• Use a 3″ cookie cutter to create a round for the top.  Or just cut with a pastry knife.  Whatever ya got.  Press onto bottom filling and seal completely with fingers.  Do not cut vents in the top crust – this pie needs the moisture to stay inside and help keep it steamy.
  • Wash with egg, milk or water (I used egg whites) and sprinkle with cornmeal.  If desired, use a cookie cutter or press to make a little decorative shape on top.  I was going to press some leaves but time ran away with me and a tiny heart was all I had nearby.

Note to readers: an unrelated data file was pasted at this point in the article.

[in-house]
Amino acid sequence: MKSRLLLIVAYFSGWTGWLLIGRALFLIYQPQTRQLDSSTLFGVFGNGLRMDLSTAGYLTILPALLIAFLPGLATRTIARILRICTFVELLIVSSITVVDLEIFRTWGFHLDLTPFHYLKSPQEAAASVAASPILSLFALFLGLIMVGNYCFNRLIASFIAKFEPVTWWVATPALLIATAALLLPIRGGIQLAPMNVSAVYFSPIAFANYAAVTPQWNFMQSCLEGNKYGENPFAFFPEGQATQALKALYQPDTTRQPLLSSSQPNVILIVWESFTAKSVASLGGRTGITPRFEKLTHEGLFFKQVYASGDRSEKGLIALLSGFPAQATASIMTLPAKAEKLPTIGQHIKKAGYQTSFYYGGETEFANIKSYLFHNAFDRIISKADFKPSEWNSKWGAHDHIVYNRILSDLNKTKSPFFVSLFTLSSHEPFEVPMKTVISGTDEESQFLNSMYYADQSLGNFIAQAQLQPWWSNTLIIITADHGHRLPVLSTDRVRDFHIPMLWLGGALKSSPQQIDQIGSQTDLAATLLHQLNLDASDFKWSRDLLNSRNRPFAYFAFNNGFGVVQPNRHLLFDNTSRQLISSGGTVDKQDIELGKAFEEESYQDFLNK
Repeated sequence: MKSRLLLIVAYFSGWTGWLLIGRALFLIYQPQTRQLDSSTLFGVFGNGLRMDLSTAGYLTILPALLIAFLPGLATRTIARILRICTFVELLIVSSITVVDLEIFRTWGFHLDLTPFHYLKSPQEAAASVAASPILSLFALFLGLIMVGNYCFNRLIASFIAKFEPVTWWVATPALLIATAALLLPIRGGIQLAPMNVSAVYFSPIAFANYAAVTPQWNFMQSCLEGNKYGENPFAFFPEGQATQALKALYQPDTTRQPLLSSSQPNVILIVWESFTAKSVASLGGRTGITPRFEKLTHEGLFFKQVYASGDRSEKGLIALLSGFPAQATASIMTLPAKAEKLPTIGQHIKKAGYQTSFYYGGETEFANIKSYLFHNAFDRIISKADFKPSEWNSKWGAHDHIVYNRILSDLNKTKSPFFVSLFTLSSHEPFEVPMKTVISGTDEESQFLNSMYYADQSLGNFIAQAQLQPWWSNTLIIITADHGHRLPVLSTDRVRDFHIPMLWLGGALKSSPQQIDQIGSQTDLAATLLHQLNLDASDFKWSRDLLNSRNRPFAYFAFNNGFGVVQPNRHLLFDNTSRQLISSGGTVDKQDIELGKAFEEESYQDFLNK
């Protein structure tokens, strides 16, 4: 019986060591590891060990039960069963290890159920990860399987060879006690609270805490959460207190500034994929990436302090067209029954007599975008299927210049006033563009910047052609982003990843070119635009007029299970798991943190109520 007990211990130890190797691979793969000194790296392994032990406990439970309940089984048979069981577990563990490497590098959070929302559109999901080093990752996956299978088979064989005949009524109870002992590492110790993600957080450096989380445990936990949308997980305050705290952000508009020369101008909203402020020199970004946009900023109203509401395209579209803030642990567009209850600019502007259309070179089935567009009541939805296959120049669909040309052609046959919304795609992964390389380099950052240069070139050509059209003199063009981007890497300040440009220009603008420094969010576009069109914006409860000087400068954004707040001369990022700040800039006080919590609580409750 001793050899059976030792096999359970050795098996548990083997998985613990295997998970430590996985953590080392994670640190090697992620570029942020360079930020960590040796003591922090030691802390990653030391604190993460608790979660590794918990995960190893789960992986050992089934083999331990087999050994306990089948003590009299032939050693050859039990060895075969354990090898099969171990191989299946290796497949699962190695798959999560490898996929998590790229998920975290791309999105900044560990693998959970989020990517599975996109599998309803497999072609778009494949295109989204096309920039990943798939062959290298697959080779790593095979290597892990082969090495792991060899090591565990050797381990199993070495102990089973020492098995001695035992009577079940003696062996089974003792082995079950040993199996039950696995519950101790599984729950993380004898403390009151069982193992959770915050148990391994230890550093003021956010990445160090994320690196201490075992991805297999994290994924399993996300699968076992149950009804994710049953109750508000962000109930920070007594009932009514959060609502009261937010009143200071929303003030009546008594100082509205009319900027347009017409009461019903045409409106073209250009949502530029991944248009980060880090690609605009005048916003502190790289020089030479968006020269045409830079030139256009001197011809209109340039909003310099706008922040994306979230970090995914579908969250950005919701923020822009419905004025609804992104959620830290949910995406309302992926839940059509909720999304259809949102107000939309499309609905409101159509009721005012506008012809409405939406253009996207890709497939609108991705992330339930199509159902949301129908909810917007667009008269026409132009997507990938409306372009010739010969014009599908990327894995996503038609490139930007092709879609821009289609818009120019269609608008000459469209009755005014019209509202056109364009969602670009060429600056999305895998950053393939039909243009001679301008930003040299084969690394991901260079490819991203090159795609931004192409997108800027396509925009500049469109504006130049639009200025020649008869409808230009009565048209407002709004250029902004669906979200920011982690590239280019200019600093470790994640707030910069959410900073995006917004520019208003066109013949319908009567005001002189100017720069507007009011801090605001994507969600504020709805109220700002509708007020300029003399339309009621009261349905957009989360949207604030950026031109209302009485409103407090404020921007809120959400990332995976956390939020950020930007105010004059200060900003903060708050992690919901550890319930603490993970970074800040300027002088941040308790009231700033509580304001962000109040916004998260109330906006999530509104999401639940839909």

• Bake at 400° for about 25 minutes or until the crust is brown slightly.
  • If planning on eating hot, let cool in pans for about 7 minutes (yes 7) before popping out of the pan.  I found a miniature frosting spatula very helpful.

Serve with a little apple sauce if desired.  Eat outside, preferably.  With your hands.

 

%d bloggers like this: